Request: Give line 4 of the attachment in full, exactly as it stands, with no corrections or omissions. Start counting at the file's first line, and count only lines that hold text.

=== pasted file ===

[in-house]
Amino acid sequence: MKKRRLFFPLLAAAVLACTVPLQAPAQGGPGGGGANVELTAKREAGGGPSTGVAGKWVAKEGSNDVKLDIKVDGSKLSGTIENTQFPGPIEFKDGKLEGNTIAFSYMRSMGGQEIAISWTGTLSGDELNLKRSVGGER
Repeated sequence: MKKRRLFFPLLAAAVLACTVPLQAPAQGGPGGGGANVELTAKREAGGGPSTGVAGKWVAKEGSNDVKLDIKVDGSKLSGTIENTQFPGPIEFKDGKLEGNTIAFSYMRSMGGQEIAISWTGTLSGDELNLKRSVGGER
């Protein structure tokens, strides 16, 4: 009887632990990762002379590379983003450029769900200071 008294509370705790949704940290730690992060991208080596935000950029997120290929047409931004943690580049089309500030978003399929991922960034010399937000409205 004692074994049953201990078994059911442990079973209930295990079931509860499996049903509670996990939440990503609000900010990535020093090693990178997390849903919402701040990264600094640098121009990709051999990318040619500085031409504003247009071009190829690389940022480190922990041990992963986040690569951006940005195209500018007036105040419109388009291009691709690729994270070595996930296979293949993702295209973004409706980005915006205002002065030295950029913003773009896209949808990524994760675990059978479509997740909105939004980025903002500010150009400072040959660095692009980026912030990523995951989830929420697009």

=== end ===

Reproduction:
């Protein structure tokens, strides 16, 4: 009887632990990762002379590379983003450029769900200071 008294509370705790949704940290730690992060991208080596935000950029997120290929047409931004943690580049089309500030978003399929991922960034010399937000409205 004692074994049953201990078994059911442990079973209930295990079931509860499996049903509670996990939440990503609000900010990535020093090693990178997390849903919402701040990264600094640098121009990709051999990318040619500085031409504003247009071009190829690389940022480190922990041990992963986040690569951006940005195209500018007036105040419109388009291009691709690729994270070595996930296979293949993702295209973004409706980005915006205002002065030295950029913003773009896209949808990524994760675990059978479509997740909105939004980025903002500010150009400072040959660095692009980026912030990523995951989830929420697009």